Very nice article Chuck!! I also love taking photos of Mother Nature's work. Thanks for sharing this!!
# Posted By Kathy | 12/8/15 11:58 AM

Chuck, you take amazing pictures. Appreciate your sharing your passion with us.
# Posted By f.f.arlington | 12/8/15 6:00 PM

Such an amazing picture -- along with the many others you have taken of our beautiful National bird!
# Posted By Karen Cruz | 12/8/15 7:29 PM

Thank you for posting this incredible picture. It should be enlarged, framed, enjoyed forever~
# Posted By | 12/8/15 10:04 PM

Incredible pictures. Chuck! Thanks for sharing them with your WA State community!
# Posted By Amy Sauerlender | 12/11/15 11:12 PM

Okay I'll ask. How far away were you when you took your photos that day? And of course , camera, lens, tripod? Awesome shot sir.
# Posted By Ron | 12/14/15 9:37 AM

Thanks for posting this photo, it is awesome seeing that many eagles on one tree. I have a cabin on the Nooksack, and a family tree right across the river from me, although I have never seen that many in one tree, I have counted 23 in my tree and really enjoy watching them and listening to them too. Thanks for sharing!
# Posted By Cindy | 12/15/15 1:37 AM

Awesome photos and the narrative is very infomative.
# Posted By | 12/23/15 12:45 AM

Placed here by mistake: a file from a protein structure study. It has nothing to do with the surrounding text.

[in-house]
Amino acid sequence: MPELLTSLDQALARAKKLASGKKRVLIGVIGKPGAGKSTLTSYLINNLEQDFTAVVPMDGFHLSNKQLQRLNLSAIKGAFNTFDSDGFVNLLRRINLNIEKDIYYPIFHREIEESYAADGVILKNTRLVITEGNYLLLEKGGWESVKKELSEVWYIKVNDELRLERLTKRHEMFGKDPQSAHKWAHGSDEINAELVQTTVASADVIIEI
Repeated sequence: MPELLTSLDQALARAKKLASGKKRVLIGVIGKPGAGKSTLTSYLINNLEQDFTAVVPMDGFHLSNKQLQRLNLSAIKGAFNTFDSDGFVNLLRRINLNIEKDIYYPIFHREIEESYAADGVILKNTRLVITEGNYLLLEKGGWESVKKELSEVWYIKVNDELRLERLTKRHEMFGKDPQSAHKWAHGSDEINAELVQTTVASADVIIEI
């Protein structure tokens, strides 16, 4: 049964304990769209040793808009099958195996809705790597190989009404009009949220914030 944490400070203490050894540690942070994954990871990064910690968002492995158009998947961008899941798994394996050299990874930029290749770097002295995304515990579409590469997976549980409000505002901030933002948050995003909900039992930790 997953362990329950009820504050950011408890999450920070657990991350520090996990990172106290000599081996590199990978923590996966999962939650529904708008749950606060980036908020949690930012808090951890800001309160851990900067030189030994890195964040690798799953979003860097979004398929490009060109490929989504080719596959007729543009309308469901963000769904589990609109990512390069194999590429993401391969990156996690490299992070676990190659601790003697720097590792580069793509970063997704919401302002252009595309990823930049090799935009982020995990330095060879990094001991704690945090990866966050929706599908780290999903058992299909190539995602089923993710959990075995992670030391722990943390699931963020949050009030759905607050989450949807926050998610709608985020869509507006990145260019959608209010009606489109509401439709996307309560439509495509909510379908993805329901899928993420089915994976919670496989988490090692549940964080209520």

thank you for sharing this breathtaking scene. We are so fortunate to have such beauty. merry christmas
# Posted By Carol edgar | 12/23/15 6:25 PM

Incredible Photo. I'm headed to the Winter Wings Festival in Klamath Falls, OR next month. Looking forward to photographing eagles. http://winterwingsfest.org/
# Posted By Steve Fassio | 1/8/16 6:20 PM

This is a great photo
# Posted By Nuno | 9/27/16 12:45 PM

Beautiful photos! I wish I could see that it person. I would love to hear them.
# Posted By | 12/11/16 9:23 PM

This photo is so cool. Are you selling copies of this photo?. I've taken Eagle pictures before in Wisconsin but I've never came across this many in one place. Great photo good job.
# Posted By Jean Judd | 12/14/16 6:27 AM

Your articke about the Eagles are very interesting, and the picture with the tree filled with a Eagles is AWESOME! Thanks so very much for sharing!
# Posted By Adele D. Myers | 12/14/16 7:46 PM

WOW!! Awesomeness!!! Thank you for sharing this awesome sight! MERRY CHRISTMAS!!
# Posted By Debby | 12/25/16 11:24 AM

I have seen more eagles clustered than this, between 112-175 on several trees just below the lock and dam at Rock Island, IL. It was a very cold winter and the river and most waters were frozen, but the water below the dam was open and the fish coming through were stunned. Unfortunately, I did not have a telephoto lens and could not get close, so my photo is unidentifiable as eagles.
# Posted By Joseph A Balbona | 12/22/18 4:57 PM